Two new dentists address being a leader in the dental office

Leadership: Dr. Alexandra Barton Otto convenes a midday huddle with hygienist Jessica Tamez (left) and assistant Kristen Lassetter.

Leadership: Dr. Alexandra Barton Otto convenes a midday huddle with hygienist Jessica Tamez (left) and assistant Kristen Lassetter.

Though Drs. Gabriel Holdwick and Alexandra Barton Otto work in two different practice settings, they share similar challenges when it comes to being a leader in their dental offices.

“Just like the art of dentistry, learning the traits of leadership is something that I practice and work on daily,” said Dr. Otto, a general dentist practicing as an associate in a six-location pediatric-focused group practice in the greater Fort Worth area in northern Texas. “I make mistakes, learn from them and try to be a little better today than I was yesterday.”

“I am not sure you are ever really ready to take on the mantle of leadership,” said Dr. Holdwick, a general dentist with one hygienist, one assistant and a receptionist in his Harbor Beach, Michigan, practice in a town of 1,700.

“There are just things you can only learn from doing it. Situations arise, and I don’t always have the answer.

With each day comes new challenges, and as time has progressed I have gained more experience and am more effective at both leading and managing the practice.”

Teamwork: Dr. Gabriel Holdwick and hygienist Kerri Essenmacher review the fi ndings from a dental prophylaxis during a routine exam

Teamwork: Dr. Gabriel Holdwick and hygienist Kerri Essenmacher review
the fi ndings from a dental prophylaxis during a routine exam

Dr. Otto works at fi ve different offi ces alongside more than 30 assistants, six hygienists and dozens of other auxiliary staff. Being dependably constant is one thing she has learned since she graduated from the Virginia Commonwealth University School of Dentistry in 2013.

“It is critical that I am consistent with my mood, demeanor and methods of practice so that they know what to expect from me. When they know that they can rely on me to be consistent with how I function as a dentist and leader it is a lot less stressful for everyone on the team.”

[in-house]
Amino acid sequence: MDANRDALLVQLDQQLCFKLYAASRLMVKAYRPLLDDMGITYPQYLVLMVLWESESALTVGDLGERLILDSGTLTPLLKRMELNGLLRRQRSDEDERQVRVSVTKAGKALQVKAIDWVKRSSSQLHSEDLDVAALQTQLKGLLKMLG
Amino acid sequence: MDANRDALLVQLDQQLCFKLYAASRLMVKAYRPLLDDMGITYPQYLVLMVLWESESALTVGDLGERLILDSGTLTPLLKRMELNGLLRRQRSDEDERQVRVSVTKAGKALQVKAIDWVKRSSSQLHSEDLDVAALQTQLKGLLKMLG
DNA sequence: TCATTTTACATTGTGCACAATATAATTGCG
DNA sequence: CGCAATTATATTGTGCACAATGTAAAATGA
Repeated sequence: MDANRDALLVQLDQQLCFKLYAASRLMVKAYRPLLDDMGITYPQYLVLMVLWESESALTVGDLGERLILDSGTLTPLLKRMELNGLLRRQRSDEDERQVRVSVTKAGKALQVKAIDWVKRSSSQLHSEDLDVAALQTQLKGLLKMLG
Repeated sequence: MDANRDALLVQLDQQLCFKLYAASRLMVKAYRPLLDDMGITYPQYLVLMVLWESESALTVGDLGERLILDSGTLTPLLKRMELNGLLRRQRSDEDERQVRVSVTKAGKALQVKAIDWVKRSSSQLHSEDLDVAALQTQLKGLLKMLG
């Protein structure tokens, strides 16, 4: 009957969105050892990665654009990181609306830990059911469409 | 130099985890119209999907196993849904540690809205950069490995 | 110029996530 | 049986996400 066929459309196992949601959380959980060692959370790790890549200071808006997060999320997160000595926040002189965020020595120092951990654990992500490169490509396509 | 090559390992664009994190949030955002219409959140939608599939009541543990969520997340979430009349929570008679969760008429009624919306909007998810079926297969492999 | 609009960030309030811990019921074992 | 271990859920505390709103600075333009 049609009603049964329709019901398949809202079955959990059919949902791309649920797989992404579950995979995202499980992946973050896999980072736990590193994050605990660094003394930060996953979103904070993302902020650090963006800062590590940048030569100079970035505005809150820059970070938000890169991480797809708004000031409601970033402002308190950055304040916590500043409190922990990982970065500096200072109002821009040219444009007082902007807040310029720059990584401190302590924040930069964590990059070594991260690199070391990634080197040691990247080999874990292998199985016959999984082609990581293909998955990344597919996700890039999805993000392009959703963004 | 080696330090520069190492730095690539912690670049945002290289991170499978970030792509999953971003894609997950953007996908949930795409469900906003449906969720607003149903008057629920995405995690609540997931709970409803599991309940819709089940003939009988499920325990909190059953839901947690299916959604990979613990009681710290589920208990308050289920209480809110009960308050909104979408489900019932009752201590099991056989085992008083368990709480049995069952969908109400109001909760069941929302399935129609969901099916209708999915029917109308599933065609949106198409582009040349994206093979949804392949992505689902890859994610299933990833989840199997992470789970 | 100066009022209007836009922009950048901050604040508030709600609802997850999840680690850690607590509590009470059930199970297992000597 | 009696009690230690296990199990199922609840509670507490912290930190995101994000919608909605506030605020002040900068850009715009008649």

To Dr. Otto, encouraging reinforcement is key to being an effectual leader.

“I not only verbally tell my team how much I appreciate their effort and positive attitudes during the work hours, but I try to make it clear how much I appreciate and value them as an individual as well,” she said. “I make an effort to attend events to celebrate their outside lives that I am invited to — everything from baby showers to supporting my hygienist at her bodybuilding competition. The assurance that I am there to support their success and happiness both in and out of work has made for a positive and healthy work environment.”

As for Dr. Holdwick — a graduate of the University of Detroit-Mercy School of Dentistry in 2014 — being a leader in the office should translate to being active in the community.

“My patients expect me to lead while I have an instrument in my hand, but they also look to me for guidance on matters related to treatment planning, finances and the balancing act of dovetailing dental care seamlessly into lives that are often filled with other pressures.

In a town like Harbor Beach, part of leading the practice is making sure it is visible in the community. I am a member of the local Rotary Club, chamber of commerce and a local historical association. I enter a fl oat in the annual lighted Christmas parade, and I support causes and organizations where my patients are trying to make our community a better place to live. A vibrant community is in the best interests of myself, my staff and my patients. As a dentist, I have an opportunity and responsibility to play a role in that work.”

Both espouse the view that being a servant leader and collaborative are goals to aspire to, whether you are a team member or lead your own practice. And as new dentists, they realize that effective management skills are gained throughout a long career.

“All the study and introspection in the world doesn’t always translate perfectly into practice when working with actual people in stressful situations,” said Dr. Otto. “I know that learning how to be the best possible leader is something I will have to keep working on
for the rest of my career.”

To learn more on how to manage a dental team, “The ADA Practical Guide to Leading and Managing the Dental Team” is available. Readers can save 15 percent on this book and all ADA Catalog products with promo code 17155 until Dec. 15. To order, visit ADAcatalog.org or call 1-800-947-4746.

The ADA Center for Professional Success features resources on leadership and management of the dental team, including a podcast on being a great boss and a guide to running effective team meetings. The resources are available at Success.ADA.org.

One comment

Leave a Reply

Your email address will not be published. Required fields are marked *